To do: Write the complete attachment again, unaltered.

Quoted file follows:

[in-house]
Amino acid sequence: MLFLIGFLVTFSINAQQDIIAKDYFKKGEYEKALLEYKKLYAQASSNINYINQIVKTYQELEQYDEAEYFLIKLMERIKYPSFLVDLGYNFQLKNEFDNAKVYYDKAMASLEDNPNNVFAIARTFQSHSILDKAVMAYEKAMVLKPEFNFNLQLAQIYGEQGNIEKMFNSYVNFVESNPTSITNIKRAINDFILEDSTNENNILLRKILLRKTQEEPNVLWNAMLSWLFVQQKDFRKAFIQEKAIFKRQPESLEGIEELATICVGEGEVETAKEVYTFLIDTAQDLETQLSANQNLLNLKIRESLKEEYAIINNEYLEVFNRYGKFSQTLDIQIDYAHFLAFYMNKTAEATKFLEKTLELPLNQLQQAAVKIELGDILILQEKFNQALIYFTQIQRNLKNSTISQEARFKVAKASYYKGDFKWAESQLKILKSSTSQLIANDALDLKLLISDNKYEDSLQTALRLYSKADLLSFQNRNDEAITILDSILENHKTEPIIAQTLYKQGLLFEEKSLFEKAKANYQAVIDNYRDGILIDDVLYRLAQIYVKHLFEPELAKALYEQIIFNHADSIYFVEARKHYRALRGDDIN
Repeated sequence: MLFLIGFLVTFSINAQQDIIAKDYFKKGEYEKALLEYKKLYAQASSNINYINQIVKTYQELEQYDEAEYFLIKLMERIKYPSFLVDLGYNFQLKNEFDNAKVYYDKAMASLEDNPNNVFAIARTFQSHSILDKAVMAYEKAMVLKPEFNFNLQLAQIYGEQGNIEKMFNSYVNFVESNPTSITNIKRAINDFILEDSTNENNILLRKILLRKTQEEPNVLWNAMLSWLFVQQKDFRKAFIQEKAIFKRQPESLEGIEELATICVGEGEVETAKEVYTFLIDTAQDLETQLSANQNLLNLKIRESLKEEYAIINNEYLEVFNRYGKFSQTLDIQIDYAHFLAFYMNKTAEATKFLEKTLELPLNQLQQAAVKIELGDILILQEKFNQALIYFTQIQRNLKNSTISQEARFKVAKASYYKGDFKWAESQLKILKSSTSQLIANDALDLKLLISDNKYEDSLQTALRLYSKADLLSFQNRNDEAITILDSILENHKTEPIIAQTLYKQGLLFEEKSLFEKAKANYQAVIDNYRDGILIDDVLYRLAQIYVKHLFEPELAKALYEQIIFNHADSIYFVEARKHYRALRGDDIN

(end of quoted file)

[in-house]
Amino acid sequence: MLFLIGFLVTFSINAQQDIIAKDYFKKGEYEKALLEYKKLYAQASSNINYINQIVKTYQELEQYDEAEYFLIKLMERIKYPSFLVDLGYNFQLKNEFDNAKVYYDKAMASLEDNPNNVFAIARTFQSHSILDKAVMAYEKAMVLKPEFNFNLQLAQIYGEQGNIEKMFNSYVNFVESNPTSITNIKRAINDFILEDSTNENNILLRKILLRKTQEEPNVLWNAMLSWLFVQQKDFRKAFIQEKAIFKRQPESLEGIEELATICVGEGEVETAKEVYTFLIDTAQDLETQLSANQNLLNLKIRESLKEEYAIINNEYLEVFNRYGKFSQTLDIQIDYAHFLAFYMNKTAEATKFLEKTLELPLNQLQQAAVKIELGDILILQEKFNQALIYFTQIQRNLKNSTISQEARFKVAKASYYKGDFKWAESQLKILKSSTSQLIANDALDLKLLISDNKYEDSLQTALRLYSKADLLSFQNRNDEAITILDSILENHKTEPIIAQTLYKQGLLFEEKSLFEKAKANYQAVIDNYRDGILIDDVLYRLAQIYVKHLFEPELAKALYEQIIFNHADSIYFVEARKHYRALRGDDIN
Repeated sequence: MLFLIGFLVTFSINAQQDIIAKDYFKKGEYEKALLEYKKLYAQASSNINYINQIVKTYQELEQYDEAEYFLIKLMERIKYPSFLVDLGYNFQLKNEFDNAKVYYDKAMASLEDNPNNVFAIARTFQSHSILDKAVMAYEKAMVLKPEFNFNLQLAQIYGEQGNIEKMFNSYVNFVESNPTSITNIKRAINDFILEDSTNENNILLRKILLRKTQEEPNVLWNAMLSWLFVQQKDFRKAFIQEKAIFKRQPESLEGIEELATICVGEGEVETAKEVYTFLIDTAQDLETQLSANQNLLNLKIRESLKEEYAIINNEYLEVFNRYGKFSQTLDIQIDYAHFLAFYMNKTAEATKFLEKTLELPLNQLQQAAVKIELGDILILQEKFNQALIYFTQIQRNLKNSTISQEARFKVAKASYYKGDFKWAESQLKILKSSTSQLIANDALDLKLLISDNKYEDSLQTALRLYSKADLLSFQNRNDEAITILDSILENHKTEPIIAQTLYKQGLLFEEKSLFEKAKANYQAVIDNYRDGILIDDVLYRLAQIYVKHLFEPELAKALYEQIIFNHADSIYFVEARKHYRALRGDDIN